1 − 1 + 1 − 1 + ... = 1/2

1 + 1 + 1 + 1 + ... = -1/2

1 + 2 + 3 + 4 + ... = -1/12

1 + 2 + 4 + 8 + ... = -1

1 − 2 + 4 − 8 + ... = 1/3

1 * 2 * 3 * 4 * ... = sqrt(2*pi)

2 * 3 * 5 * 7 * ... = 4*pi^2

## Monday, 29 March 2010

## Tuesday, 16 March 2010

### Why is the derivative of a type a zipper

Why is the derivative of a regular type its type of one-hole contexts?

Let us define a function that counts the elements of a type, |()| = 1, |Void| = 0, |Either x y| = |x|+|y|, |(x,y)|=|x|*|y|, |List A| = 0 + |A| + |A|^2 + |A|^3 + ... (because lists can be [], [a], [a,b], and so on)

In general the 'size' of any type can be written as a power series (like an infinite polynomial), now for the type |k|*|x|^3, if we punch a hole in it, we get |k|*|x|^2 but we could have picked one of 3 different places to put it so we need to say which one, this gives 3*|k|*|x|^2, and this should be done to every term of a power series.

Since the derivative of a type = the derivative of its powerseries* this explains why we can 'differentiate' a type and get a zipper. (At least it sort of makes sense).

(* why is this true?)

Let us define a function that counts the elements of a type, |()| = 1, |Void| = 0, |Either x y| = |x|+|y|, |(x,y)|=|x|*|y|, |List A| = 0 + |A| + |A|^2 + |A|^3 + ... (because lists can be [], [a], [a,b], and so on)

In general the 'size' of any type can be written as a power series (like an infinite polynomial), now for the type |k|*|x|^3, if we punch a hole in it, we get |k|*|x|^2 but we could have picked one of 3 different places to put it so we need to say which one, this gives 3*|k|*|x|^2, and this should be done to every term of a power series.

Since the derivative of a type = the derivative of its powerseries* this explains why we can 'differentiate' a type and get a zipper. (At least it sort of makes sense).

(* why is this true?)

## Sunday, 7 March 2010

### Algebra System

I have made a start on this already, al-jabr. Really what I am doing here is just getting my toes wet - What I want to do is:

There are some projects already working on this kind of thing, http://c-corn.cs.ru.nl/, http://github.com/Eelis/new-alg-hierarchy, http://www.lix.polytechnique.fr/coq/contribs/Algebra.html, http://hlombardi.free.fr/liens/constr.html, http://www.lix.polytechnique.fr/~assia/rech-eng.html, help make this list bigger!.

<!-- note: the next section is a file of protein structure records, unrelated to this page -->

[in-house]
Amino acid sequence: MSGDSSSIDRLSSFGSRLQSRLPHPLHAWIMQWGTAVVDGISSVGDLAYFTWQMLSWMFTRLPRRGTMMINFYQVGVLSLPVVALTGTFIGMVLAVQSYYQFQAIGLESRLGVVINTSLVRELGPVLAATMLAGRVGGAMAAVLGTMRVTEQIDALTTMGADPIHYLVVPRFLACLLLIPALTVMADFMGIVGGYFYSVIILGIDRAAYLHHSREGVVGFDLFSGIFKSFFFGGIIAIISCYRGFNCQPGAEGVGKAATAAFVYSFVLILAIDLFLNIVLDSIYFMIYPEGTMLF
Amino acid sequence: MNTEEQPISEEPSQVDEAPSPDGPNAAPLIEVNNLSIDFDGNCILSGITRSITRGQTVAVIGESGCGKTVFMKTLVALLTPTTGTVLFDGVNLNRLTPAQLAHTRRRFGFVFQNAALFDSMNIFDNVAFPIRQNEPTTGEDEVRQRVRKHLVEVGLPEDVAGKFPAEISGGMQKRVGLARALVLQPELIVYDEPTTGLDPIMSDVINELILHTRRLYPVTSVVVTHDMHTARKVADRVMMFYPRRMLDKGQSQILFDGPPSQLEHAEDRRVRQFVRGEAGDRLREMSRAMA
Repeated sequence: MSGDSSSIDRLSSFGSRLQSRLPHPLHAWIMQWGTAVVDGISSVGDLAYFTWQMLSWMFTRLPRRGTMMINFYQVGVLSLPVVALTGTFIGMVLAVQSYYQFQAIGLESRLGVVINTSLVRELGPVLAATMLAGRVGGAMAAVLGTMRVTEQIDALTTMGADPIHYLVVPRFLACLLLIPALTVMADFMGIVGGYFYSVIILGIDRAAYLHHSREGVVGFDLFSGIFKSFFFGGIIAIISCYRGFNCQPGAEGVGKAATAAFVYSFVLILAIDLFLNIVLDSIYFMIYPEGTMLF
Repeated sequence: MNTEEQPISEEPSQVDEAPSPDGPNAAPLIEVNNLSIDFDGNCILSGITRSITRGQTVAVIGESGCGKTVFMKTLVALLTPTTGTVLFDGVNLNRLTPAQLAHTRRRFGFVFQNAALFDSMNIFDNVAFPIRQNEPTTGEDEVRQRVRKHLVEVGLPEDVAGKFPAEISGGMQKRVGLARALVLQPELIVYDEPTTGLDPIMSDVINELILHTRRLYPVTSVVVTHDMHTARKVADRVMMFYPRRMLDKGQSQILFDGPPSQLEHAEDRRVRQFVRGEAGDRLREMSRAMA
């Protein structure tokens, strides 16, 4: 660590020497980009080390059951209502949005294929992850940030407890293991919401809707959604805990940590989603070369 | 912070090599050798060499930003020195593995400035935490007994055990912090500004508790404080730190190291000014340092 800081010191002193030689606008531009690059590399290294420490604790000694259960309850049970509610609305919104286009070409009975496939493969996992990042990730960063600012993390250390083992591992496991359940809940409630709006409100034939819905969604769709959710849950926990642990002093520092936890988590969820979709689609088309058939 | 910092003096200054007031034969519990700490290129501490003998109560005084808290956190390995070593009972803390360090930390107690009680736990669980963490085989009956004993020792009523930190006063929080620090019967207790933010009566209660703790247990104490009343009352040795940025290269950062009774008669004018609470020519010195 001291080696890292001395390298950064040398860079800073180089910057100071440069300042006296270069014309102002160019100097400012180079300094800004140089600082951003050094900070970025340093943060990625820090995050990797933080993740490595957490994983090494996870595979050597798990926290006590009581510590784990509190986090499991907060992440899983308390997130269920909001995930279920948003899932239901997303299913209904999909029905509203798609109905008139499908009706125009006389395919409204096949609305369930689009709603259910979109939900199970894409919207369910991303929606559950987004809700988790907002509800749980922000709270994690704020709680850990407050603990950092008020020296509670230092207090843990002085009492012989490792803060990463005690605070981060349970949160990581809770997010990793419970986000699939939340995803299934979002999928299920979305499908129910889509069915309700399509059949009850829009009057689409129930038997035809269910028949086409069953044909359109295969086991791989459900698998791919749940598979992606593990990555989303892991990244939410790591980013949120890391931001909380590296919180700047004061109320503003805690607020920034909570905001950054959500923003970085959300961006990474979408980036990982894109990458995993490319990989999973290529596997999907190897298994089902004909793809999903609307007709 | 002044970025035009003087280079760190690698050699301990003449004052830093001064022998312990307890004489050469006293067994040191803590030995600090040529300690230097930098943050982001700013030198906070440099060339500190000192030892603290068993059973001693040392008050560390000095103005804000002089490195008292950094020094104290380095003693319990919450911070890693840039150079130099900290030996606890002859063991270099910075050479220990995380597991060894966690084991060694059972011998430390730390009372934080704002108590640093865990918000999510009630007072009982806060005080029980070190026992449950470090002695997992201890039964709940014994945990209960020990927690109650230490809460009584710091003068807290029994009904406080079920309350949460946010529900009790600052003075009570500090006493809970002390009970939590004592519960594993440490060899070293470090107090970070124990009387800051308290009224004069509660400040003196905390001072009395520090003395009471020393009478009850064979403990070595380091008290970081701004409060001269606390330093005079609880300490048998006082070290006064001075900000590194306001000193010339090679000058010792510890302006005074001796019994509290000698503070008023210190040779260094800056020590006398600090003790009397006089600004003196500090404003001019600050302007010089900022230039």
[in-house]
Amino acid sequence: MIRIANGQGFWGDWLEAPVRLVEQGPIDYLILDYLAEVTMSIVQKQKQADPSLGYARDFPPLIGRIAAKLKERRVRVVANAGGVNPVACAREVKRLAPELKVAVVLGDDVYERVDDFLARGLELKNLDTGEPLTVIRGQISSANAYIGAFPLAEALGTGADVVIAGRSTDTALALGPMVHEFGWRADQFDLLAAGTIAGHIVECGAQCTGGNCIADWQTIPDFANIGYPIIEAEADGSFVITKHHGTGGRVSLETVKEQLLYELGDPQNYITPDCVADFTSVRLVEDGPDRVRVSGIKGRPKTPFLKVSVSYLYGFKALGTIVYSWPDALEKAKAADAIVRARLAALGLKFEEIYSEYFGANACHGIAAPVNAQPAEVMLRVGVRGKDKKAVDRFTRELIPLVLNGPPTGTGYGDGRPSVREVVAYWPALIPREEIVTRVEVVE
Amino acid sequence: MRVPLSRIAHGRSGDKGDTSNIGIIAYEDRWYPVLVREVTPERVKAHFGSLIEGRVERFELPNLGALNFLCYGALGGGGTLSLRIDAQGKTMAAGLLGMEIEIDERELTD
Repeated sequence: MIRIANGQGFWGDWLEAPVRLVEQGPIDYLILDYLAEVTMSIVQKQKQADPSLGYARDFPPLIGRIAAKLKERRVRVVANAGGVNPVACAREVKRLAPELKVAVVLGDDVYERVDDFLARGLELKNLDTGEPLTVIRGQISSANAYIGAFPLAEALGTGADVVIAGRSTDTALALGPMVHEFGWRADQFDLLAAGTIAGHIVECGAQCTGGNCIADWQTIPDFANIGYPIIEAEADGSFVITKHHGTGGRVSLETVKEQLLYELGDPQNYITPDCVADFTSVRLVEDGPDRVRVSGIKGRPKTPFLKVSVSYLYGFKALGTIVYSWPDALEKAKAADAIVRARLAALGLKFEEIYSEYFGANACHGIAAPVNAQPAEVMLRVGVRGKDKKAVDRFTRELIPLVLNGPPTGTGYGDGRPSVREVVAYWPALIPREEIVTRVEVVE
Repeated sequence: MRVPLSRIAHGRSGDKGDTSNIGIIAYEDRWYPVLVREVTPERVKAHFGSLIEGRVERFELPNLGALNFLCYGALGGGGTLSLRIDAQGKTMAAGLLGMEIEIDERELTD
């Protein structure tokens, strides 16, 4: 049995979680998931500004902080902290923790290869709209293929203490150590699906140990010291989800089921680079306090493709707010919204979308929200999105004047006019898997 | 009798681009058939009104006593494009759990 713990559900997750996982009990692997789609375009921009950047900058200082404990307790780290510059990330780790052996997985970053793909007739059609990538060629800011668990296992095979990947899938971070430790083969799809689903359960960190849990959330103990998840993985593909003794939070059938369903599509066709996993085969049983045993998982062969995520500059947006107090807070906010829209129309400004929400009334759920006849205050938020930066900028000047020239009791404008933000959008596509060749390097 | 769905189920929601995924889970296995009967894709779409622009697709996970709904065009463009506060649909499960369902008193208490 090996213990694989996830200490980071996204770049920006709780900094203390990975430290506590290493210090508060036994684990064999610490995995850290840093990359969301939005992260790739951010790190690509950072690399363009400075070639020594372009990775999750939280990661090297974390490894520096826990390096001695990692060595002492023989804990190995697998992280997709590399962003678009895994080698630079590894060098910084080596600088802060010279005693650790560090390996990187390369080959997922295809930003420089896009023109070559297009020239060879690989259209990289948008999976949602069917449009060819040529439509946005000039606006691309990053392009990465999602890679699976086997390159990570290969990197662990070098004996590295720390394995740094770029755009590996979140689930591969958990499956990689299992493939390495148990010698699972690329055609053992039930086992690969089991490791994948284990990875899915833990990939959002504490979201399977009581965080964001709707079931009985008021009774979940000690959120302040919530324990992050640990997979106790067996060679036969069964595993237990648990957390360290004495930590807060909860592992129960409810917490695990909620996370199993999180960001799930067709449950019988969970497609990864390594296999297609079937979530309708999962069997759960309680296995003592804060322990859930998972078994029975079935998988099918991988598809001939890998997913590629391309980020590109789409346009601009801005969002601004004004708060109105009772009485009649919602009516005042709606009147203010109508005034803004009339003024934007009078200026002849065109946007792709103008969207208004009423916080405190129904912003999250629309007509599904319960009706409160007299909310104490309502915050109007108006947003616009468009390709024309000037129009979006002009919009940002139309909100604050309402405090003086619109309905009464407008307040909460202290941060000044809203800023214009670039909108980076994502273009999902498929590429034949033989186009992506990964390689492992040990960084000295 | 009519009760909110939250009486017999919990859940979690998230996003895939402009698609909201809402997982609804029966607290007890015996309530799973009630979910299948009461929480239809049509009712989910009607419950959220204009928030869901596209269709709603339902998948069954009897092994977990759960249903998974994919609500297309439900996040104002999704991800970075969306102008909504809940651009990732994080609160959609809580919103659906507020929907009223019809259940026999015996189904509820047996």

Ignoring these would be so dammed stupid I am not even going to think about it, but I want to point out that unless we make the most use of these projects as is possible then anything we create will be an anti-social library that nobody can use except me -- that is not desirable.

I think the only way to get this done is by collaborating with other people in a formally checked wiki (http://www.vdash.org/, http://code.google.com/p/hol-online/, http://prover.cs.ru.nl/login.php, http://www.cs.ru.nl/~herman/afstud.html, more?). These projects are all 'beta' that don't let everyone get involved so that's not very useful. Lets write it in Ur perhaps, using Coq as a subprocess. The directory structure of the Coq libraries would reflect that of the wiki. Edits will be accepted if they are checked and correct. I think once you have a spinal chord implemented, people will be able to add on parts quite easily.

I see no reason why someone with a bit of time wouldn't pick up Disquisitiones Arithmeticae or whatever and fold it into the wiki. With a bit of work getting everything set up correctly I think we could make a useful (basic) algebra system.

- Algebra hierarchy -- build up monoids, groups, fields etc and develop the basic theory of these structures also give concrete implementations of things like integers, reals (isomorphisms with efficient representations would be nice too!)
- Algebraic algorithms -- produce algorithms that can be used to help me do mathematics (e.g. factoring, transformations, solving classes of equations)
- Wiki -- Dependently typed programming in the large has already been done, they came up with FTA and FTC -- this is a constructive proof that it works!

There are some projects already working on this kind of thing, http://c-corn.cs.ru.nl/, http://github.com/Eelis/new-alg-hierarchy, http://www.lix.polytechnique.fr/coq/contribs/Algebra.html, http://hlombardi.free.fr/liens/constr.html, http://www.lix.polytechnique.fr/~assia/rech-eng.html, help make this list bigger!.

Ignoring these would be so dammed stupid I am not even going to think about it, but I want to point out that unless we make the most use of these projects as is possible then anything we create will be an anti-social library that nobody can use except me -- that is not desirable.

I think the only way to get this done is by collaborating with other people in a formally checked wiki (http://www.vdash.org/, http://code.google.com/p/hol-online/, http://prover.cs.ru.nl/login.php, http://www.cs.ru.nl/~herman/afstud.html, more?). These projects are all 'beta' that don't let everyone get involved so that's not very useful. Lets write it in Ur perhaps, using Coq as a subprocess. The directory structure of the Coq libraries would reflect that of the wiki. Edits will be accepted if they are checked and correct. I think once you have a spinal chord implemented, people will be able to add on parts quite easily.

I see no reason why someone with a bit of time wouldn't pick up Disquisitiones Arithmeticae or whatever and fold it into the wiki. With a bit of work getting everything set up correctly I think we could make a useful (basic) algebra system.

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